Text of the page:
When we are caught in rituals, we can also be caught in the various rules and regulations which are attached to these rites and rituals. When studying the precepts and putting them into practice we need to be careful not to fall into the fifth kind of wrong view, by being caught in the outer form of practicing the precepts.

The basis of meaningful rules or regulations must be mindfulness, wisdom, and understanding.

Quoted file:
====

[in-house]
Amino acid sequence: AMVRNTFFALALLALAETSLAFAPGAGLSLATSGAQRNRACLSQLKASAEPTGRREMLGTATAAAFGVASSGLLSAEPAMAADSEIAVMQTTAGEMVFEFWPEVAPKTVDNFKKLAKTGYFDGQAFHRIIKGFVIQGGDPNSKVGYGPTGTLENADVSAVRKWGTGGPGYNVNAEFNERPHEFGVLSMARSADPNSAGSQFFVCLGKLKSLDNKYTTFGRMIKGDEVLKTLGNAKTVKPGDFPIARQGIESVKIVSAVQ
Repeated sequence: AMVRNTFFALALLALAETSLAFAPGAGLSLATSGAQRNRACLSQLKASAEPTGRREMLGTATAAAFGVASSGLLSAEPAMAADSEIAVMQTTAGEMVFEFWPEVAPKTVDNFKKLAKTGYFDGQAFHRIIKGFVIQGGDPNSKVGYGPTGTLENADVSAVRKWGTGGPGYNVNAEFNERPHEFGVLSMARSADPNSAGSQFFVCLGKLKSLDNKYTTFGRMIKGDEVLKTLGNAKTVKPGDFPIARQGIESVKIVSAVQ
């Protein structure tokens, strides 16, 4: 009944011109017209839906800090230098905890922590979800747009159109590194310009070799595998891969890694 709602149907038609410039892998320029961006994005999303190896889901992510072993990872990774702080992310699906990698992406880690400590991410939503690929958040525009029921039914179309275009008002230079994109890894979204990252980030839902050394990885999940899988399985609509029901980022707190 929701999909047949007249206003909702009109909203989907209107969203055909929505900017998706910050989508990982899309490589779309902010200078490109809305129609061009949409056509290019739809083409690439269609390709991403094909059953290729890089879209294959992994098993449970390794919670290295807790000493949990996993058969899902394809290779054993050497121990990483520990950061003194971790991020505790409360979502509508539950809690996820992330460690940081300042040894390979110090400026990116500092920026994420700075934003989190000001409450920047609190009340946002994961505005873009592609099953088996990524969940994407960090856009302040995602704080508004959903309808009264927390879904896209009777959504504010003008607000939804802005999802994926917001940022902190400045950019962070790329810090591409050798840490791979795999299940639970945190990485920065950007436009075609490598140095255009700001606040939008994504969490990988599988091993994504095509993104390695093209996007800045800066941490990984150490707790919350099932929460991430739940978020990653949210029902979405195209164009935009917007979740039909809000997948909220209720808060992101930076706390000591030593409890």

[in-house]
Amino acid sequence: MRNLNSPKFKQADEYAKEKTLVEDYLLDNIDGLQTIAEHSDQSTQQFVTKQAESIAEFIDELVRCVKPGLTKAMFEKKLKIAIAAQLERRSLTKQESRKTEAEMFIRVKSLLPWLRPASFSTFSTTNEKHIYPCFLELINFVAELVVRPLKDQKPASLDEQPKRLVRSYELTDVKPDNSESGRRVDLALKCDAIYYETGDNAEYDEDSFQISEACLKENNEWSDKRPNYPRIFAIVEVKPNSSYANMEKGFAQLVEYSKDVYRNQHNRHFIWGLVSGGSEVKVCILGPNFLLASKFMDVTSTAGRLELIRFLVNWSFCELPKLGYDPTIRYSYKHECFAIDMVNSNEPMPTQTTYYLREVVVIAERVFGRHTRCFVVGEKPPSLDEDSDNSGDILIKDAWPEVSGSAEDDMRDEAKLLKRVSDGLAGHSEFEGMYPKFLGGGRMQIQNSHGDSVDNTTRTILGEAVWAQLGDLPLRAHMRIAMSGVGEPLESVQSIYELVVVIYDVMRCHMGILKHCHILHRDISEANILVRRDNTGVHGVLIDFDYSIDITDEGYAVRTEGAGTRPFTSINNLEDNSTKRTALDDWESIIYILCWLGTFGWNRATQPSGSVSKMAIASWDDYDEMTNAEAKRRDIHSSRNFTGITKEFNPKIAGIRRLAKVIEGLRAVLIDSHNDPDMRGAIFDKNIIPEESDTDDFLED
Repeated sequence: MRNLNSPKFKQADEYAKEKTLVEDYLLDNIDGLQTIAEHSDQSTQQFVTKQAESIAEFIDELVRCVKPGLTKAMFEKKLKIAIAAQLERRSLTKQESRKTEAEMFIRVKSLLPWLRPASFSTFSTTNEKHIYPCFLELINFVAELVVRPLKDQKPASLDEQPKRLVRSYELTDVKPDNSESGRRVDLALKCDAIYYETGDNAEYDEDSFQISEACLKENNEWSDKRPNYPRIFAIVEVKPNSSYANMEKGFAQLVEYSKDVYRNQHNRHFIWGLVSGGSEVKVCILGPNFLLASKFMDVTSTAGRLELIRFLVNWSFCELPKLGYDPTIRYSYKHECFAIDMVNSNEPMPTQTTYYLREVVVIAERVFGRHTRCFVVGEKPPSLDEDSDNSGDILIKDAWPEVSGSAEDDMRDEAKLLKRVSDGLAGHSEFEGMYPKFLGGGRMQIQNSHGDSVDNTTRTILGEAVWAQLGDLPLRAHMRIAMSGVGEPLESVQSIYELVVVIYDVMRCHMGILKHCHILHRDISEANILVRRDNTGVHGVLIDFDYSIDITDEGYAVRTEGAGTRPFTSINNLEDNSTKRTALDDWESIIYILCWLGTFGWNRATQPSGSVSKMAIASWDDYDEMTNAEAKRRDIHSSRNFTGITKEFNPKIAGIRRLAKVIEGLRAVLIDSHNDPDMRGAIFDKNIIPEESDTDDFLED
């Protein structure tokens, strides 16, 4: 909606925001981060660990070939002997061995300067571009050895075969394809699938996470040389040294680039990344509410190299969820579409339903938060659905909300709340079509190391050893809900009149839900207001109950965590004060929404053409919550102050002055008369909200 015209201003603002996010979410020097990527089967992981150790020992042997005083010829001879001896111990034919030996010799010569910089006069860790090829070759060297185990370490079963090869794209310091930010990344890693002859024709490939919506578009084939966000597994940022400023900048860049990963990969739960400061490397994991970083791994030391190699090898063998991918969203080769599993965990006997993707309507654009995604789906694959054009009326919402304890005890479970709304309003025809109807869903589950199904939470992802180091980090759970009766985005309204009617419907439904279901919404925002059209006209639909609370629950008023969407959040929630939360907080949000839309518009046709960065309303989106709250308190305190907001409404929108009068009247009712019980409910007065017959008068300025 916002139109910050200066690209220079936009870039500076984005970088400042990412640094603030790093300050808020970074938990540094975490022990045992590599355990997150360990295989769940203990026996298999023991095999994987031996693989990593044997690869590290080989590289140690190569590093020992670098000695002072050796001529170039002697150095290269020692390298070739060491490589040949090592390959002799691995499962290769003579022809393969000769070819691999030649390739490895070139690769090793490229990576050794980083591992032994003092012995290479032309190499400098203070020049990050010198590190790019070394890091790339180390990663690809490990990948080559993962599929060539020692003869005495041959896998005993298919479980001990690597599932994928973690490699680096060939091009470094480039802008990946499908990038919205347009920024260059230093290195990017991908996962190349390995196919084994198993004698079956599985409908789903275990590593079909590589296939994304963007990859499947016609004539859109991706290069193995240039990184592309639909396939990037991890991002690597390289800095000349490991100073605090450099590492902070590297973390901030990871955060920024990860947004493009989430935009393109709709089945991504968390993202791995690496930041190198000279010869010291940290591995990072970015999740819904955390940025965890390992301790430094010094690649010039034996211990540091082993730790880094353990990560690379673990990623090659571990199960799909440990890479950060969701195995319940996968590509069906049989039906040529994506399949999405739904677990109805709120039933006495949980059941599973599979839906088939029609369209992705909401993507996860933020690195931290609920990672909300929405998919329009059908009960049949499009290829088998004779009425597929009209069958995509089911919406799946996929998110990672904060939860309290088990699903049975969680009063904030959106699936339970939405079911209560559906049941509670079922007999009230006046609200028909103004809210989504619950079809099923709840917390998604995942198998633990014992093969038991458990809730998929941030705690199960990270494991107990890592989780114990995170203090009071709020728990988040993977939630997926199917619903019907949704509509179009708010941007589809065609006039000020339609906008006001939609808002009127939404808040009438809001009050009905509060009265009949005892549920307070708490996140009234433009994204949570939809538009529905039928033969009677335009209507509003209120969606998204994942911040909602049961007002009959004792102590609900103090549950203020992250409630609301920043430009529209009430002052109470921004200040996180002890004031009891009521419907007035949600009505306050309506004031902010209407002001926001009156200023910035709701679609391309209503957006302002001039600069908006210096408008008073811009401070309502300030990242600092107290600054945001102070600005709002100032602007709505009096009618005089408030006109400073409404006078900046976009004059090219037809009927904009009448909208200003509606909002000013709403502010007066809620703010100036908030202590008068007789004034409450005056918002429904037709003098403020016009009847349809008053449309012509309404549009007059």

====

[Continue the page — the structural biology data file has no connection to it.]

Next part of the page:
If we keep the precepts but are caught in their outer form and do not understand their deeper meaning, our practice cannot lead to liberation, purity, peace, and joy. For example, we may think that the more we invoke the Buddha’s name, the more holy and pure we will become. Yet if we invoke the Buddha’s name without mindfulness and concentration, it will not bring us any benefit. We can repeat the Buddha’s name thousands of times a day but if we are still carried away by our irritation or unhappiness while we practice then we are caught in the outer form. Or suppose we eat a vegetarian diet but we do not enjoy it. It makes us suffer and we always think of how nice it would be to eat meat. This is being caught in the form. We do not touch the essence of the practice of protecting life, of not harming living beings. When we practice the content, the essence of the precepts, we receive the benefit of peace, clarity, and freedom right away.